When it comes to vectors of attach on computer systems, it pay to take layered approaches to computer security.
Firewalls can stop some traffic before it gets on your network.
Proxy servers can control outbound traffic, and sense when a local computer is sending data to a remote computer it shouldn’t.
Anti-virus and anti-malware products can help detect and eliminate bad software when it makes it to your computer. These are common tactics and – taken in concert – work well to protect most systems.
Some people take things a step further and completely isolate computers from their local network and/or the Internet itself. This physical isolation is called “air gapping”. The idea is that if there’s no network, there’s no way for a virus or other malware to infect the system. But there is a trade off in the loss of end-to-end connectivity resulting in a decline in productivity and efficiency within your processes.
Unfortunately, another issue that’s often overlooked is the “sneakernet”.
“Sneakernet” is what we used to call the process of installing an application on – or moving data between – multiple computers by walking over to them (in our sneakers) with floppy disks.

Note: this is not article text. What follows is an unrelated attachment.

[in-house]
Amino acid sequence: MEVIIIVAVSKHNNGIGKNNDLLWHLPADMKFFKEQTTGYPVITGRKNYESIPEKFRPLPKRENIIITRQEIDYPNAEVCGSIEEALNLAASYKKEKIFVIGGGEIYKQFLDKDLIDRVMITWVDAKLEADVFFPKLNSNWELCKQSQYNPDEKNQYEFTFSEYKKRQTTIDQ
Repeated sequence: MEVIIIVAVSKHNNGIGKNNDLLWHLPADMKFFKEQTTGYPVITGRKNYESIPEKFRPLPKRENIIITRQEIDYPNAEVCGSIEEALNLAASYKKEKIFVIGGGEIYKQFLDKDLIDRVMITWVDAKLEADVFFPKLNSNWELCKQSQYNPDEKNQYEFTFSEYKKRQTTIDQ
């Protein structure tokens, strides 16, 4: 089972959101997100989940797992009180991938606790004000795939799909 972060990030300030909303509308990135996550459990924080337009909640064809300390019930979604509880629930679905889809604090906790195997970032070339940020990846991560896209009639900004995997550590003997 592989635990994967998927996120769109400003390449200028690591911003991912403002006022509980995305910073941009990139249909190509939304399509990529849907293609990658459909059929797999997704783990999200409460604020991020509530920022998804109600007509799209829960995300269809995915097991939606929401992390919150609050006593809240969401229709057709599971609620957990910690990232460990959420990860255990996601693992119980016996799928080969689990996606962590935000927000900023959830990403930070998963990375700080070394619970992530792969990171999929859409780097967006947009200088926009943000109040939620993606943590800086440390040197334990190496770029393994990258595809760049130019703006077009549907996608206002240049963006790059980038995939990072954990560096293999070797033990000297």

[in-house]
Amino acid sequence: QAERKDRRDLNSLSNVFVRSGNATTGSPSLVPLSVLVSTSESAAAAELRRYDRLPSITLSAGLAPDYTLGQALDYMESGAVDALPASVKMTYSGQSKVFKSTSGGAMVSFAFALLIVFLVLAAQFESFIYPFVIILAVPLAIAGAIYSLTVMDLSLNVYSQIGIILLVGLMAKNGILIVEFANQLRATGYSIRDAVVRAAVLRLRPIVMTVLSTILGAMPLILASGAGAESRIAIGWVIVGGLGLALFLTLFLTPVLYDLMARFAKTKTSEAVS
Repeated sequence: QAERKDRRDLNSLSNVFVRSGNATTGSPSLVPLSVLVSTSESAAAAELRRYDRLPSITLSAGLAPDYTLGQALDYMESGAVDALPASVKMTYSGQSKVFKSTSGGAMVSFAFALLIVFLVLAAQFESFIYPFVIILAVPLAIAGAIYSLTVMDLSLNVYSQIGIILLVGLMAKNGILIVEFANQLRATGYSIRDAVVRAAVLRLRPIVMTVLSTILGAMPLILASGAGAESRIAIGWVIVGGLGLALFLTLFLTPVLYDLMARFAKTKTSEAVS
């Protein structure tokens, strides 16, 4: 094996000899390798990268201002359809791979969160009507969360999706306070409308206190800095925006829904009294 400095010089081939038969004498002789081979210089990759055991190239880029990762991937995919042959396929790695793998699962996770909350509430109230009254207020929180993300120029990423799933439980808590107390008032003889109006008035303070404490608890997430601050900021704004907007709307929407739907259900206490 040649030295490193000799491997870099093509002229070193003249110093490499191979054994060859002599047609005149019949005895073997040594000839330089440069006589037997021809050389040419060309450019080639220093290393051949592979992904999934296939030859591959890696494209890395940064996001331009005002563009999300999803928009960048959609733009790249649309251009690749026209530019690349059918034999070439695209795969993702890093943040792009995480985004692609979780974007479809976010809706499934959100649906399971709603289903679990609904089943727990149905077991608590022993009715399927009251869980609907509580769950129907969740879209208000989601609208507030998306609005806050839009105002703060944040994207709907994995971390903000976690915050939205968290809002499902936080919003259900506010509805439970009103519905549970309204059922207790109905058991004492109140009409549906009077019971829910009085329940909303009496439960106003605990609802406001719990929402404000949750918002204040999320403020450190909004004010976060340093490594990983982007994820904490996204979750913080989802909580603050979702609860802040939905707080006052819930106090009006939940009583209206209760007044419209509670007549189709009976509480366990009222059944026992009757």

Today, sneakernets are alive and well in places where computers are air gapped. Though we tend to use USB drives and CDs rather than floppy disks.
The problem with sneakernets is that they’re often overlooked as vectors for attack. Thumb drives, and other USB devices (like iPods, cell phones, and digital cameras) can be infected – or carry infected data – and transmit those infections to systems that would be otherwise immune to attack.
In other words, air gapping a computer can provide a false sense of security. It’s easy to defeat the very protection air gapping is intended to provide.
If you run an air-gapped system, be cognizant of how you install software and move data to and from it. Make sure you have policies in place to provide connectivity for registering software, use vetted devices; and make sure your anti-virus product(s) can scan USB, CD, and DVD devices.
Image courtesy of ddpavumba at FreeDigitalPhotos.net